New puzzle: foreign loans from private companies climb to $26 billion


The amount of foreign loans benefiting the private sector in Bangladesh has been growing rapidly since 2020, creating a major headache for the country’s economy at a time when its foreign exchange reserves are collapsing.

Various private companies in the country took out foreign loans totaling $25.95 billion in June this year, up 39 percent year-on-year, according to Bangladesh Bank data.

In addition, short-term external debt accounted for 68.4% of all foreign borrowing contracted by the private sector through June. The repayment tenure for the majority of these short term loans is a maximum of three years.

Experts say the repayment of short-term foreign loans will put additional pressure on foreign exchange reserves, which have been under pressure due to skyrocketing import payments since the last quarter of the 2021-22 financial year.

Reserves now stand at less than $38 billion compared to more than $46 billion a year ago.

Companies have mainly taken on large borrowings abroad during the pandemic, when LIBOR and other benchmark rates fell below 1% in the global market. Local companies were allowed to borrow abroad at the benchmark plus rate of 3.5% set by the Bangladesh Bank.

But things are completely different now, as benchmark rates have soared to over 3% in the overseas market, in line with the recovery of the global economy from the business slowdown caused by Covid-19.

Ahsan H Mansur, executive director of the Bangladesh Policy Research Institute, said if companies fail to repay loans on time, the central bank will have to provide them with foreign currency support.

In such a situation, foreign exchange reserves will face a deep crisis.

“Thus, companies should try to negotiate with foreign lenders so that they can repay loans at a convenient time when the current volatility ends,” he said.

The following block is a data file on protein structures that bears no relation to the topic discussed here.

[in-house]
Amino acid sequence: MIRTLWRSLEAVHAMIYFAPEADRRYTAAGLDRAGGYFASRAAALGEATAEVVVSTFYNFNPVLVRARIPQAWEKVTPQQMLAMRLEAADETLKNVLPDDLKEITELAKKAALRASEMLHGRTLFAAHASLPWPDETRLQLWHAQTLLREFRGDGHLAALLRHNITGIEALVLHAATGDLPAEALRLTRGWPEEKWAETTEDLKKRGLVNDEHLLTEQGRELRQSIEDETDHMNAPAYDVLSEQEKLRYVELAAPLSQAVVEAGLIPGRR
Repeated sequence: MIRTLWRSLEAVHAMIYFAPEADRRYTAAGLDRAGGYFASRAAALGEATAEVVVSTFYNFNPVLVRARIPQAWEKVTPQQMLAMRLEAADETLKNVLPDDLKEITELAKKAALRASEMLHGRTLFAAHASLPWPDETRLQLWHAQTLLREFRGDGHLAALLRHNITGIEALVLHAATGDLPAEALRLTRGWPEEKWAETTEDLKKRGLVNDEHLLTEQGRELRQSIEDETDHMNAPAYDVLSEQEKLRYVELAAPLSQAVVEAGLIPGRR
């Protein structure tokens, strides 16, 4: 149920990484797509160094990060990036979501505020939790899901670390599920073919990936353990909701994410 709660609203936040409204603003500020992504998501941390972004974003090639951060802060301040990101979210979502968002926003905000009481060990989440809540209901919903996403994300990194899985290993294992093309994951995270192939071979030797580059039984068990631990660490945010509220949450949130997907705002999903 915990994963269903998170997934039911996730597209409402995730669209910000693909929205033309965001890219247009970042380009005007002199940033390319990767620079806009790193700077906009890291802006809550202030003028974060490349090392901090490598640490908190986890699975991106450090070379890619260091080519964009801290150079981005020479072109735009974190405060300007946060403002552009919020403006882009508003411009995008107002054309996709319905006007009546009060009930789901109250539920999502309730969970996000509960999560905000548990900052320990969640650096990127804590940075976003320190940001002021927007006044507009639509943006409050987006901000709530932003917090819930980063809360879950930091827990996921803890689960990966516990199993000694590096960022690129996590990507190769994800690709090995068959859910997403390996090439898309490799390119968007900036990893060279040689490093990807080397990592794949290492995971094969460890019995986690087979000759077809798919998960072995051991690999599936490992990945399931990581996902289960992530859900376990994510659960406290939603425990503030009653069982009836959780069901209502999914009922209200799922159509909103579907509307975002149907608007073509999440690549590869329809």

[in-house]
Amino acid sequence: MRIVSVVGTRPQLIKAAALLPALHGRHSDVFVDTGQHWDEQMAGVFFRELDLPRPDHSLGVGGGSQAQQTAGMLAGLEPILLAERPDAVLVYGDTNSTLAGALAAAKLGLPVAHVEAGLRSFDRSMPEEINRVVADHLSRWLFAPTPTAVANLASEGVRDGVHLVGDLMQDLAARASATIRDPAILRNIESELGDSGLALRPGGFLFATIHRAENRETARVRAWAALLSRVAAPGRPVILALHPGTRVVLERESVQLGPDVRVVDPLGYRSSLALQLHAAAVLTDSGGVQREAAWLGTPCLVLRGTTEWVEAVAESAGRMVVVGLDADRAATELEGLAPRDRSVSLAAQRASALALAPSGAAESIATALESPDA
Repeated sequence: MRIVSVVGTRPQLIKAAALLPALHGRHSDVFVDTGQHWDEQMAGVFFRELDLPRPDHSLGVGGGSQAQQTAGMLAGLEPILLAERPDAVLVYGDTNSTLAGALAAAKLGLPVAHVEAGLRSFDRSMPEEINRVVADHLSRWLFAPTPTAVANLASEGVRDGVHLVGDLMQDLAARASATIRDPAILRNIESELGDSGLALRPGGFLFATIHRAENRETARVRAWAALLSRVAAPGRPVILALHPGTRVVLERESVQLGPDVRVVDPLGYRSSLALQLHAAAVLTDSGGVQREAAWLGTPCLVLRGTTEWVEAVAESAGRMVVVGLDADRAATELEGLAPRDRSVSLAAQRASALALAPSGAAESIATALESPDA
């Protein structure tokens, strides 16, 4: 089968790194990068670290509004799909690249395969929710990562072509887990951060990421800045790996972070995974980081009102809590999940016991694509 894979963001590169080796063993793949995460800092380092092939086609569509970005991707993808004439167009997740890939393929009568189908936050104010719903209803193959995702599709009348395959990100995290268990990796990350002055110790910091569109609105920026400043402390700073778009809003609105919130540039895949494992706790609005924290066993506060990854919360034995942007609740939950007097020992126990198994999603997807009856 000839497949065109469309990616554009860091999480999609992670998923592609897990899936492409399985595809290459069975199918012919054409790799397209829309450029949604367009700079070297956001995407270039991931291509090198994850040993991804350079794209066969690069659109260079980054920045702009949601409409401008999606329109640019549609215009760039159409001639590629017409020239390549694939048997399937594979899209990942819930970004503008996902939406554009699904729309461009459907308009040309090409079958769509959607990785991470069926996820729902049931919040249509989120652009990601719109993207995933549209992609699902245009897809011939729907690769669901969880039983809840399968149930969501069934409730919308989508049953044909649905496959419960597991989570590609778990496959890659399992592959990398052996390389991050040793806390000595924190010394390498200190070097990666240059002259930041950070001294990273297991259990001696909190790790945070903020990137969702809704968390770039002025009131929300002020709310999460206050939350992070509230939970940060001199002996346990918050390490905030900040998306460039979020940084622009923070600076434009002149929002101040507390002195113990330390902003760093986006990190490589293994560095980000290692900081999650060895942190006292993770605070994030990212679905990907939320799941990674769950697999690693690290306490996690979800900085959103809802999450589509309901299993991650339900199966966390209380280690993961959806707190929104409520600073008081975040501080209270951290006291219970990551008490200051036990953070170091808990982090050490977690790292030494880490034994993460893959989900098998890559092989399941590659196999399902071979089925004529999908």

The continuous fluctuation of the exchange rate has also emerged as a big challenge for businesses, creating unease in the private sector, Mansur added.

The taka has lost 25% of its value on the interbank platform over the past year. As such, the taka exchange rate stood at Tk 106.75 for every US dollar yesterday, compared to Tk 85.25 a year ago.

Mansur, also a former head of the International Monetary Fund, went on to say that the rise in global interest rates as well as the depreciation of the local currency against the US dollar has resulted in many inconveniences for borrowers.

Syed Mahbubur Rahman, managing director of Mutual Trust Bank, says companies able to raise funds from different multinational sources will not face major problems despite the current stress.

“But if companies are handling greenbacks from the local market in exchange for taka, they will face a setback to resolve the pressure,” he said.

The country’s power, gas and oil sectors took in foreign loans amounting to $4.33 billion in June, the highest of any section of the private sector.

This indicates that the power sector will have to repay its debts by raising funds from local sources as it generally does not export anything, Rahman added.

Mustafizur Rahman, a senior fellow at the Center for Policy Dialogue, said the central bank should strengthen its oversight of foreign lending to protect the country’s reserves from further depletion.

“If a borrower defaults, the image of the whole country will be tarnished,” he added.

Companies had previously taken out loans without thinking about the risks they might face in the foreseeable future, but the situation has changed, he said.

“Thus, the central bank should look at who takes out the loans and for what purpose in order to avoid any misuse of these funds,” Rahman said.

The disruption of the global supply chain resulting from the ongoing Russian-Ukrainian war has mainly created undue pressure on the country’s external sector.

The disruption had pushed up commodity prices on the world market, which subsequently pushed up Bangladesh’s import payments.

The country paid a record $82.49 billion for imports as it earned $49.2 billion from shipping goods overseas in the last fiscal year, driving up the trade deficit at $33.2 billion.


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